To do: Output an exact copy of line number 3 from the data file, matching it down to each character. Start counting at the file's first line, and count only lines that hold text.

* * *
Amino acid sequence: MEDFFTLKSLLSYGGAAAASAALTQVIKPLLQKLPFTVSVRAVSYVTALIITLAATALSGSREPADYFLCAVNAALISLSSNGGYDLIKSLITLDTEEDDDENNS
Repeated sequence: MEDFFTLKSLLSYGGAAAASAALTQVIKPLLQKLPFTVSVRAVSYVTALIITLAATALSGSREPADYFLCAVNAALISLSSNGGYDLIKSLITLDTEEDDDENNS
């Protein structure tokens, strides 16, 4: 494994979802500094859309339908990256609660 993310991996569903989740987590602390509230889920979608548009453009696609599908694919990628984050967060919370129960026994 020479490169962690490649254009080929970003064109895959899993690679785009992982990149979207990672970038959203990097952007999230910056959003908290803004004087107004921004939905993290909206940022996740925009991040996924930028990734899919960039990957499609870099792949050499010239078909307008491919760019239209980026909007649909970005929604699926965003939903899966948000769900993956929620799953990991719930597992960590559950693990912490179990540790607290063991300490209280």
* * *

């Protein structure tokens, strides 16, 4: 494994979802500094859309339908990256609660 993310991996569903989740987590602390509230889920979608548009453009696609599908694919990628984050967060919370129960026994 020479490169962690490649254009080929970003064109895959899993690679785009992982990149979207990672970038959203990097952007999230910056959003908290803004004087107004921004939905993290909206940022996740925009991040996924930028990734899919960039990957499609870099792949050499010239078909307008491919760019239209980026909007649909970005929604699926965003939903899966948000769900993956929620799953990991719930597992960590559950693990912490179990540790607290063991300490209280």